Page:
Saw the eldest of T. Hone’s boys in the road. he is a tall fellow of about 18, his father and mother being finely built people, but looked very dirty and half starved as he had had no work for some time.
I gave him a good basin of soup and bread with which he seemed much gratified.
I afterwards saw the father who said they were sleeping in the hovel at Bilberry cottage. I told him that if he could get any one to let him a cottage and would promise to pay his rent every week, I would be responsible for the first fortnight’s rent. I went into Mrs. Hewings’ shop and bought bread and meat etc. to amount of 4/8 and told him to take it to his wife. The old man seems half starved and very unwell besides. Indeed he has been unable to work for some weeks.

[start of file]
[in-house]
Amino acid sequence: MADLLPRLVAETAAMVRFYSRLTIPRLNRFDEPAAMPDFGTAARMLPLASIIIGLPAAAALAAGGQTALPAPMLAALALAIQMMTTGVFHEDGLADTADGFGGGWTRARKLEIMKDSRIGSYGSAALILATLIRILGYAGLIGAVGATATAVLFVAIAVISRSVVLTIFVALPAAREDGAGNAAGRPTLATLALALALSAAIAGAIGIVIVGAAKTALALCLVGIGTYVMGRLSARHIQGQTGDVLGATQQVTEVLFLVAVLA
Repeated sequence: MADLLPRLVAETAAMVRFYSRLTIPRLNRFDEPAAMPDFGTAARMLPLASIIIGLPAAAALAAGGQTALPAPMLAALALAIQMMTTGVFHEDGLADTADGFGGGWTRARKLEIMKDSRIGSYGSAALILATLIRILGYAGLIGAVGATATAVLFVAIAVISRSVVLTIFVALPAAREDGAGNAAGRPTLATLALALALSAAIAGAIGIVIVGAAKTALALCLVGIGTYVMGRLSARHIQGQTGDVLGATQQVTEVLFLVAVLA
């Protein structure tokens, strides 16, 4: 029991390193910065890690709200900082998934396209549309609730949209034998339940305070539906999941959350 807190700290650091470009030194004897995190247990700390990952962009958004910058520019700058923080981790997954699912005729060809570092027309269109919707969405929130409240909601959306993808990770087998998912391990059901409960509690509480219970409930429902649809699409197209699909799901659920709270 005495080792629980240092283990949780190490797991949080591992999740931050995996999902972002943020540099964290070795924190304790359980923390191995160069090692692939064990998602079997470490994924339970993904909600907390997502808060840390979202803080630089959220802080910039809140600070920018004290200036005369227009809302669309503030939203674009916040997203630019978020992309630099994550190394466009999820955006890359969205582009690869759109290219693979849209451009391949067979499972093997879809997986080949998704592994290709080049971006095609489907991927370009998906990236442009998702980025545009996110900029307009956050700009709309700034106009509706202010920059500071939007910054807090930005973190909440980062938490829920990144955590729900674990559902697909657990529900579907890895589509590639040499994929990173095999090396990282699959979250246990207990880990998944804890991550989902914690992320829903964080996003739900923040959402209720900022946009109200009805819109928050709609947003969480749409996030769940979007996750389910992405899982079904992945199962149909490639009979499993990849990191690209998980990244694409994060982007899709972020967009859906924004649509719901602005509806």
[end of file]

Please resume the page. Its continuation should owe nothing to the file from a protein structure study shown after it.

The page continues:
Gave Webb a holiday to go to Oxford till Monday telling him I would pay Charles Barnes to do his necessary work during his absence.
Visited Humphrey Sabin to look at a rick of hay he wants to sell me. He thinks there is a ton and a quarter. I do not, and am only willing to buy it of him by weight, made up into trusses and delivered.
We held a Library Committee Meeting this evening and resolved to have the annual tea and entertainment on Tuesday next.
The Doctor called this evening when I had a long and interesting talk with him on Church principles.